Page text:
Death with dignity and Lady Gaga?
I am certain Lady Gaga was talking about something else with her song, Do What U Want, but for me, segments of the lyrics shout a triumphant anthem of independence and integrity, words that describe just what I hear from people who are talking about dying with dignity. Consider: “You can’t stop my voice ‘cause you don’t own my life, but do what you want with my body.”
Most of us will die from one or more chronic, progressive diseases that incrementally take our body and its function away from us. Our bodies become weaker, we lose the ability to do things we once did. Sometimes cancers and surgeries actually remove pieces of flesh and bone. Heart and lung diseases rob us of our breath. Frequently, before we die, we lose our most private functions like sexual performance and the ability to control our bowels and bladder. Though we fight to recover what we have lost and maintain what remains, eventually disease and degeneration consume more and more of the body we inhabit. That might not sound dignified, but it is reality. What I hear from Lady Gaga’s words is that even as our bodies are progressively overcome, we can remain intact.
I have argued against the use of the obituary phrase that someone “lost their battle with…” as if the battle was only about maintenance of physical existence. Those whose fight is with Alzheimer’s disease or other dementing illnesses that steal our very selves know better. Dying with dignity is much the same as living with dignity, fully being who we are whatever the circumstances and challenges are, even when the circumstance is the cessation of our life.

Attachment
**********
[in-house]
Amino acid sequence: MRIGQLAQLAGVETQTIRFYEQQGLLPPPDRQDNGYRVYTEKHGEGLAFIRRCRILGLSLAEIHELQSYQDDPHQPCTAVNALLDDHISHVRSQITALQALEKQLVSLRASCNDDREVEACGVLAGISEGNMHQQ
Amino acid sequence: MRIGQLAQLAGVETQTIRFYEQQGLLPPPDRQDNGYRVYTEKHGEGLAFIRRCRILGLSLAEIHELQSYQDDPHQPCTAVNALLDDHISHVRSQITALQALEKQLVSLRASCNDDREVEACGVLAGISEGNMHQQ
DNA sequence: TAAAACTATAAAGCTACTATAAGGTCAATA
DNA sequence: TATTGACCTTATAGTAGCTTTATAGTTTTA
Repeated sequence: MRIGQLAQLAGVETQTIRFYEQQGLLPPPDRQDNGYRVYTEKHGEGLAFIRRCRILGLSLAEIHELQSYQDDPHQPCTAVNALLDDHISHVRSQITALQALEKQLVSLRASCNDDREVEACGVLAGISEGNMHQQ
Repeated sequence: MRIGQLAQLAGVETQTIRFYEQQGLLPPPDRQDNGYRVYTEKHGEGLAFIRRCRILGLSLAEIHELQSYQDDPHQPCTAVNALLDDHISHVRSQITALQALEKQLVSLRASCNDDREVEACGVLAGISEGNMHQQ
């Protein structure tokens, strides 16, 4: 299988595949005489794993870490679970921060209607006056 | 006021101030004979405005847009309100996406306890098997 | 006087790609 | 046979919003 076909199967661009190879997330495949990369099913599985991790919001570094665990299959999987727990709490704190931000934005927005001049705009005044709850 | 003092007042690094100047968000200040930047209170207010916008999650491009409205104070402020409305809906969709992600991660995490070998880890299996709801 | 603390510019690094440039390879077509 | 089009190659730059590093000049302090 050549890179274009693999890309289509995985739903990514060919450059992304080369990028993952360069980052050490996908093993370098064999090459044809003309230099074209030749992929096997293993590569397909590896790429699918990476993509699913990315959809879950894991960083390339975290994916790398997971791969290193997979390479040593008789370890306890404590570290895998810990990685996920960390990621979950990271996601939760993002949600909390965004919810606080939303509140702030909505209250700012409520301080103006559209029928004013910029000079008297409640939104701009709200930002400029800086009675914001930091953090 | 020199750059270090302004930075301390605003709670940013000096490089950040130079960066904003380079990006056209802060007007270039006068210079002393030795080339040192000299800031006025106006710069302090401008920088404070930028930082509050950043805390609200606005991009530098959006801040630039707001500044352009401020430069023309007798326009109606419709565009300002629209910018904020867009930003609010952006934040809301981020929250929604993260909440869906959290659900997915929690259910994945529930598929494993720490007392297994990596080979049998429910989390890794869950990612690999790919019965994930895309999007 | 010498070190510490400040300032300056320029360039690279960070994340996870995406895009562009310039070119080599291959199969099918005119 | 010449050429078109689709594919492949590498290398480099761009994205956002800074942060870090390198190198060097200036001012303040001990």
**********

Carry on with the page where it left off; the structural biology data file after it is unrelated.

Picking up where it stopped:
This is hard work. Sometimes it is heroic struggle of an individual, like Lady Gaga’s start to this song, “I, I feel good, I walk alone,” though this is rare and is usually a path that leads to more suffering as it adds loneliness to all the pain already present. More often, living or dying with dignity requires a support system of people who care about and for us, a posse to accompany us through the journey. The phrase form a few decades back that “it takes a village” applies just as much in our personal lives as it does in issues of social justice. This of course, is what I like most about the concept of hospice care, the mission articulated by Dame Cecily Saunders decades ago, to “not only help you to die well but to live until you die.” That is dignity.
So listen to what Lady Gaga was probably not saying, as I let her have the last word, “You can’t have my heart, and you won’t use my mind, but do what you want with my body.”